Ten Years into the Global Financial Crisis. The Current State of Finance in the EU: Prospects and Alternatives


Papers presented and discussed during a workshop in March 2019 at the Nicos Poulatzas Institute, Athens.


The year 2008 is conventionally considered to mark the start of a financial crisis that shook the foundations of the advanced capitalist world, starting from the USA and spreading to Europe with the speed of a wildfire. Indeed, the collapse of ‘Lehman Brothers’, a US based investment bank, on 15 September 2008 made the leaders of both the USA and of the EU hold their breath.

Although the novelty of the situation and the fear of a new depression spearheaded many governments into action, ten years later, the ripples from the shock of the crisis are still there. This is not only due to the intensity of the crisis, but also to the ways and means adopted in dealing with it both in the US and in the EU. Thus, on the occasion of an ‘unhappy anniversary’, we thought it was time to visit certain issues and areas that are pertinent to the present state of the financial services sector. Our main focus is on Europe and in particular on the EU, although references are also made to the USA, which remains the precursor of things to come in the financial world.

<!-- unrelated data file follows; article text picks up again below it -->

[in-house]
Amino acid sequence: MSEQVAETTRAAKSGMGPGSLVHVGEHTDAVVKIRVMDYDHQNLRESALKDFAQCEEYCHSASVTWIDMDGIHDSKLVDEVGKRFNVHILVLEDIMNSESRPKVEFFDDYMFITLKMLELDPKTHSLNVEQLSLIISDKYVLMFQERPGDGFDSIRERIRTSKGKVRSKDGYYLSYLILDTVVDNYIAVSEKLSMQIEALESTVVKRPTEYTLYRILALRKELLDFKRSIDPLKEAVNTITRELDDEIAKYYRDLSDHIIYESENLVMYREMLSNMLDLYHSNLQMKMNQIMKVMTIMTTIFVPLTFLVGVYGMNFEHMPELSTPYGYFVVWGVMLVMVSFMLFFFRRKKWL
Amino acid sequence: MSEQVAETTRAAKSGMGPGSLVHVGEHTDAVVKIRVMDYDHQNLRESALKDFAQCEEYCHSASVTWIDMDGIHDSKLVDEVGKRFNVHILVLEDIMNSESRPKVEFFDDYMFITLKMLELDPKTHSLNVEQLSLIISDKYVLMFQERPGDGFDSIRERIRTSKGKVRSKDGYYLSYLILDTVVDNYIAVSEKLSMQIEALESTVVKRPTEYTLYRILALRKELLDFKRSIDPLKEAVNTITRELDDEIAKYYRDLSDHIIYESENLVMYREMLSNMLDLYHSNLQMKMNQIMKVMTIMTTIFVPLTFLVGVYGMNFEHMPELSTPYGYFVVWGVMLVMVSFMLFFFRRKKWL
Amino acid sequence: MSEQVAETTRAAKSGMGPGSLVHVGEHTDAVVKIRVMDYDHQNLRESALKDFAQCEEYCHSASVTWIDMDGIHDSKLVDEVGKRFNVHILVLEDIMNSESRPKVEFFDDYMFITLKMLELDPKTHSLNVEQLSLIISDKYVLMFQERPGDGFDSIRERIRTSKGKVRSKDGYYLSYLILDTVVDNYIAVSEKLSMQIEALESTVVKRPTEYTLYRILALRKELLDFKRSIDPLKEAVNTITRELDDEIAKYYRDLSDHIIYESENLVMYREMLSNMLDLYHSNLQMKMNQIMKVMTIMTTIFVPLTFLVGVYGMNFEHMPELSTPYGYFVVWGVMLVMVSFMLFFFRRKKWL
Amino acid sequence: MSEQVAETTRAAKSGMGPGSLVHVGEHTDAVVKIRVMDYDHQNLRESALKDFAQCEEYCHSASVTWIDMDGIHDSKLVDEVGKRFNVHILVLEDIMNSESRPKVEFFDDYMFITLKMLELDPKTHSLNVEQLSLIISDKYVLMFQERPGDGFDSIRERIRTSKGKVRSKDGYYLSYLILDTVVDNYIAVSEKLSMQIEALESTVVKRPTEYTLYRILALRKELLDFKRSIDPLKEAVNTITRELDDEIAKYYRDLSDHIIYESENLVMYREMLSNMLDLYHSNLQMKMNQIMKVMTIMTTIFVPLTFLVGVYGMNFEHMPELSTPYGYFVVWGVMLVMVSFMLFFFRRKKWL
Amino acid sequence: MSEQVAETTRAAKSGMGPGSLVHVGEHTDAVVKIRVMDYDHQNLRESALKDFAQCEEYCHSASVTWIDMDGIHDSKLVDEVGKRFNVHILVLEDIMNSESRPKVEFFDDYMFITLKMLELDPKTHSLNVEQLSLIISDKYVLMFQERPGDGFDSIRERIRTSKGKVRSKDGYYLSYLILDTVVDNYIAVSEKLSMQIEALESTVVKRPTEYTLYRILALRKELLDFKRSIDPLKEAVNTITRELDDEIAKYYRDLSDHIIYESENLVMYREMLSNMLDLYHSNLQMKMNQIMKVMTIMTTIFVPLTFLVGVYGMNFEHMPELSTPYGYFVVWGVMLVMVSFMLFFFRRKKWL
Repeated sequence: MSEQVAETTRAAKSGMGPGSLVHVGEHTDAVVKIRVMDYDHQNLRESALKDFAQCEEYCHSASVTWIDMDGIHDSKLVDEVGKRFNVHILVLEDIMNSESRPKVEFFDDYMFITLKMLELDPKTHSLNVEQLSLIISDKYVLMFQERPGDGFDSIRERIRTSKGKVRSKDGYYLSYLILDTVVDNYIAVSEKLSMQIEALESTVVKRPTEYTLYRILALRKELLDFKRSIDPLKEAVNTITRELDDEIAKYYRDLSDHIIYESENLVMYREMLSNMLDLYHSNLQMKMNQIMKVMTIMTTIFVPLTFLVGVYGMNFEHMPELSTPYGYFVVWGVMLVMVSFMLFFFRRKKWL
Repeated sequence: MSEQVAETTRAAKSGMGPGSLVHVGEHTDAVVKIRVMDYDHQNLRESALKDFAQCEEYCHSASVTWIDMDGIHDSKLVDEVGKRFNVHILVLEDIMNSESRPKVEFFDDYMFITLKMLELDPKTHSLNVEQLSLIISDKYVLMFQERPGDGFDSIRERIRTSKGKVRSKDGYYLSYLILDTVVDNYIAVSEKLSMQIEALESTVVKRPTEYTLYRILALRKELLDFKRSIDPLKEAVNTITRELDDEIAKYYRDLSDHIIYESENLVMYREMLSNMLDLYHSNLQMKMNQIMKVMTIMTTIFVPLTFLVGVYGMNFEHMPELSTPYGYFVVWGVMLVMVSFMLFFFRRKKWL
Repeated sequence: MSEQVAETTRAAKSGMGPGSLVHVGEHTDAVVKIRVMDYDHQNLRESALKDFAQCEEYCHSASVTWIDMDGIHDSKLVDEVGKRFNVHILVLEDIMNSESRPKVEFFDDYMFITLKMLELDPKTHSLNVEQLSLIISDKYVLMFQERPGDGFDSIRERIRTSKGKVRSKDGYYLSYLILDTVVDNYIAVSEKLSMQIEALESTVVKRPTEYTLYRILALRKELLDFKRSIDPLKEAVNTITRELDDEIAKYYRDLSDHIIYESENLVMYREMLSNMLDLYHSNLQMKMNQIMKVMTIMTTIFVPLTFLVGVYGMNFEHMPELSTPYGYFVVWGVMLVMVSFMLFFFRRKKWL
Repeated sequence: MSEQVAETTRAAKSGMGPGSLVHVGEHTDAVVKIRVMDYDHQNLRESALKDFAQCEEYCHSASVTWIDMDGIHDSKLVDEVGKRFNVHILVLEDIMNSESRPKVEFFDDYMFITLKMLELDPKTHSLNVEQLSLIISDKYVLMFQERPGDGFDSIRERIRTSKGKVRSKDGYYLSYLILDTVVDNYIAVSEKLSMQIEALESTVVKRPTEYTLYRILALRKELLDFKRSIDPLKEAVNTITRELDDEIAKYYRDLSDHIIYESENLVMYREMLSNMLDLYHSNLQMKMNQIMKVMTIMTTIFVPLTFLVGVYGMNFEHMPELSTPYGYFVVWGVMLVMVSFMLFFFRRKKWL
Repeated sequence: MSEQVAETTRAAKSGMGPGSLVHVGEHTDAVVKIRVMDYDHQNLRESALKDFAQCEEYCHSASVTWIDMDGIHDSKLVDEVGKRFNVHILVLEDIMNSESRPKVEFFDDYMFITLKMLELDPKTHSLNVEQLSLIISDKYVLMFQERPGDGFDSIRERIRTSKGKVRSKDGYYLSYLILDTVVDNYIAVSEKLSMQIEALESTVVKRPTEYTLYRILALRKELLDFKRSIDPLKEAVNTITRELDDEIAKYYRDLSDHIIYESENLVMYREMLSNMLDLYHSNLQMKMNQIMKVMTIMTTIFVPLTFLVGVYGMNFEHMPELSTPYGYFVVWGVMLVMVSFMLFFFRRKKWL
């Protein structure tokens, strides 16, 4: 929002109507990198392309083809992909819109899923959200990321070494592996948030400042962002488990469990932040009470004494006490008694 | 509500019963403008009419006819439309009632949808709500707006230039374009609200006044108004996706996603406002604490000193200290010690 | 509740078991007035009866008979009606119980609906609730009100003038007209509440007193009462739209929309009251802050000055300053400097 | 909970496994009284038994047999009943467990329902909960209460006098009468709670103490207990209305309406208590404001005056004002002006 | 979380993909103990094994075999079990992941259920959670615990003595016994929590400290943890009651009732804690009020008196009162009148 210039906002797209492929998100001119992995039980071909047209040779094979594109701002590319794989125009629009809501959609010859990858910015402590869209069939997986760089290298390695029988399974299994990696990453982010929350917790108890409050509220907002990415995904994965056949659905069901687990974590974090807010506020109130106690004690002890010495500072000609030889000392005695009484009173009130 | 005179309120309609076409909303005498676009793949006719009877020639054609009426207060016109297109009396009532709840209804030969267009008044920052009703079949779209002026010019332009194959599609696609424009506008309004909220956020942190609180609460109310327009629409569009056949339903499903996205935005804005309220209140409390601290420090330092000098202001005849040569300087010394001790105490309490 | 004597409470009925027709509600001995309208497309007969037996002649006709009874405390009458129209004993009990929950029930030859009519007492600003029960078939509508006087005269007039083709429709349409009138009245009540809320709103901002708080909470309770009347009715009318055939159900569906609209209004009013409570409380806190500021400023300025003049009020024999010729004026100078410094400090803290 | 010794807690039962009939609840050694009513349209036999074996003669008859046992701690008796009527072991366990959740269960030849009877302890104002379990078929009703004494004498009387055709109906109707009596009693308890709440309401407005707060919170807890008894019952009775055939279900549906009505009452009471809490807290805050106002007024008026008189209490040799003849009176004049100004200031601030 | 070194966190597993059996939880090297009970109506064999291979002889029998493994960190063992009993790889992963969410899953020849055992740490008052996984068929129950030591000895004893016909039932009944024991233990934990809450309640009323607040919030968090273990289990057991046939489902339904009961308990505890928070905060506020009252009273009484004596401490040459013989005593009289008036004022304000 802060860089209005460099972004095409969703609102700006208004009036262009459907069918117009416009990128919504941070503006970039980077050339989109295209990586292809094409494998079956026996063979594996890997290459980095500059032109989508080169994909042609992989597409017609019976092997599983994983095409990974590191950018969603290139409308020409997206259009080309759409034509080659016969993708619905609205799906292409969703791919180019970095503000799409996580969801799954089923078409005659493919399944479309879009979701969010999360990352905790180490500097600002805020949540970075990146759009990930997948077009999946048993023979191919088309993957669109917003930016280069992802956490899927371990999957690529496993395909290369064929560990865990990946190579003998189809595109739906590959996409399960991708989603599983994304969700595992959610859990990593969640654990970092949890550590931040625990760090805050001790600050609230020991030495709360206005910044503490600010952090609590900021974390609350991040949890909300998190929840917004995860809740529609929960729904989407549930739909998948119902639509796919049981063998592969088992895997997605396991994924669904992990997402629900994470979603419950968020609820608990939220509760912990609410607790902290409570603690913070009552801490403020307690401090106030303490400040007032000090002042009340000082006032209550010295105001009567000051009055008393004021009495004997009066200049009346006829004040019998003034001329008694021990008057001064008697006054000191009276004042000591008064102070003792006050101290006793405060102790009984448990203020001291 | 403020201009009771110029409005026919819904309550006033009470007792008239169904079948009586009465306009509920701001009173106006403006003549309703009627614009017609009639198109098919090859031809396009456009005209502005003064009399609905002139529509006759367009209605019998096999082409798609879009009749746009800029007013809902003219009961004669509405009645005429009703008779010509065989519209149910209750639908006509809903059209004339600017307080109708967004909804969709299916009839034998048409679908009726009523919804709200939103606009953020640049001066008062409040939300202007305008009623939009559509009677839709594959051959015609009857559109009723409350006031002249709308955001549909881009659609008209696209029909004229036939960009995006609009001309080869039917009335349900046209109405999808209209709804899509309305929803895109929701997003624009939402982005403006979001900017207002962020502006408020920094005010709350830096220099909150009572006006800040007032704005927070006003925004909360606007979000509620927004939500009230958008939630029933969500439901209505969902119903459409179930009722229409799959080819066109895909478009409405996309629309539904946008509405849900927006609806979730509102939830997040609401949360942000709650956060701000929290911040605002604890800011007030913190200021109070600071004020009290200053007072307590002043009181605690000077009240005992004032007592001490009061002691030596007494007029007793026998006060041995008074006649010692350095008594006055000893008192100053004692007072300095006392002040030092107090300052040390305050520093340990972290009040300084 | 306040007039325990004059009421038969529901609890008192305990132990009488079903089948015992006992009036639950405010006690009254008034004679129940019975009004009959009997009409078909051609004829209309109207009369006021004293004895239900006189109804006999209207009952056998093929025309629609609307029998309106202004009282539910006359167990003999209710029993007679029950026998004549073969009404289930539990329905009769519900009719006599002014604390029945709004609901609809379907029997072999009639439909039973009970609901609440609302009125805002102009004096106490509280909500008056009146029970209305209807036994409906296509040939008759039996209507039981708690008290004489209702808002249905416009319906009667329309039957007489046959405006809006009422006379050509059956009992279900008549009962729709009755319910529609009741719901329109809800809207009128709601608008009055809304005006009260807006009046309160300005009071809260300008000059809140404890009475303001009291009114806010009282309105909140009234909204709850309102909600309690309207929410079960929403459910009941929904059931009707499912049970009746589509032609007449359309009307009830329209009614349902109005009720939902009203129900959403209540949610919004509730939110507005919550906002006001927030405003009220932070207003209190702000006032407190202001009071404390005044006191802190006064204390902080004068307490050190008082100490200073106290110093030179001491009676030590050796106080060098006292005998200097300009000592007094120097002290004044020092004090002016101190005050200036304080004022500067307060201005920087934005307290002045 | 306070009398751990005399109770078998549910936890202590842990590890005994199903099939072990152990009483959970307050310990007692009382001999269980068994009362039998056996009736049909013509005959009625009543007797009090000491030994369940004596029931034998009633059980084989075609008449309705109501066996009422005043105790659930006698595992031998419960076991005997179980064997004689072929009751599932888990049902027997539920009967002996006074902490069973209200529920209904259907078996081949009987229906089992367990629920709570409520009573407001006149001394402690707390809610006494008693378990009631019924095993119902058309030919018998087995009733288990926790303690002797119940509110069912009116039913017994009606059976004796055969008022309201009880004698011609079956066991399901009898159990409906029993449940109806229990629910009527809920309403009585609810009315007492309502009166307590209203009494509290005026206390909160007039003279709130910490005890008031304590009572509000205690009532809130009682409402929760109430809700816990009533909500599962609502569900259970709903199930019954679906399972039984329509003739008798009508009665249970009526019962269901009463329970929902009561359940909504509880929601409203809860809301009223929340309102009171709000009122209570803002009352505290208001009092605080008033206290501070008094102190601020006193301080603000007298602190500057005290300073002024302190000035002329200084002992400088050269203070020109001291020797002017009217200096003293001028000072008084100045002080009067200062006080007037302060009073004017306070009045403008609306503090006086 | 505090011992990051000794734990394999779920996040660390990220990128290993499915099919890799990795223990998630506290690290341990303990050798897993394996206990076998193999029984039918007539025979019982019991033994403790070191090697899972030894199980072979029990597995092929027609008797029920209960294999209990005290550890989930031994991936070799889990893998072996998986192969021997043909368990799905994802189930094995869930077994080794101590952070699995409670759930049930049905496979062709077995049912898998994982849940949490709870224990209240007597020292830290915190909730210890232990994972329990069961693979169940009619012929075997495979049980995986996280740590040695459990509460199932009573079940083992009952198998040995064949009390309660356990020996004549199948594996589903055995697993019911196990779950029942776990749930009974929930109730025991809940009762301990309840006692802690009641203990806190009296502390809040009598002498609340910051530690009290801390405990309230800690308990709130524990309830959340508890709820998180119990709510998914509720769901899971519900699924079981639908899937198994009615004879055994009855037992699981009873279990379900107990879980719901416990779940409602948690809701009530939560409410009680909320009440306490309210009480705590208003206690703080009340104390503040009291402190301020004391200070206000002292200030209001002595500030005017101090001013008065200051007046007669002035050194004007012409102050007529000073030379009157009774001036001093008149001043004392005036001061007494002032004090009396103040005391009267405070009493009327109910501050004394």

This present volume includes papers presented and discussed during a workshop that took place on 28 and 29 March 2019 at the Nicos Poulatzas Institute, Athens. The objective of the workshop was to contribute to the debate over the state of the European financial system after the 2007/2008 global financial crisis, by bringing out the adjustment process that has taken place, its future prospects and the alternatives that may be proposed from a left perspective.

Areas under discussion included the US-EU financial nexus, new developments in the financial services sector and associated risks, the economic and social implications of non-performing loans, with special reference to the Greek case. Alternatives from a radical Left perspective, especially put forward by the European Economists for an Alternative Economic Policy (EuroMemo Group) were also extensively discussed.

It is hoped that the present publication will contribute to the deepening of the discussion of issues that may appear technical at first sight, but which are deeply political and that it will be the beginning of a much needed further debate in this area from a radical left perspective.

Project Coordinators
Marica Frangakis
Aimilia Koukouma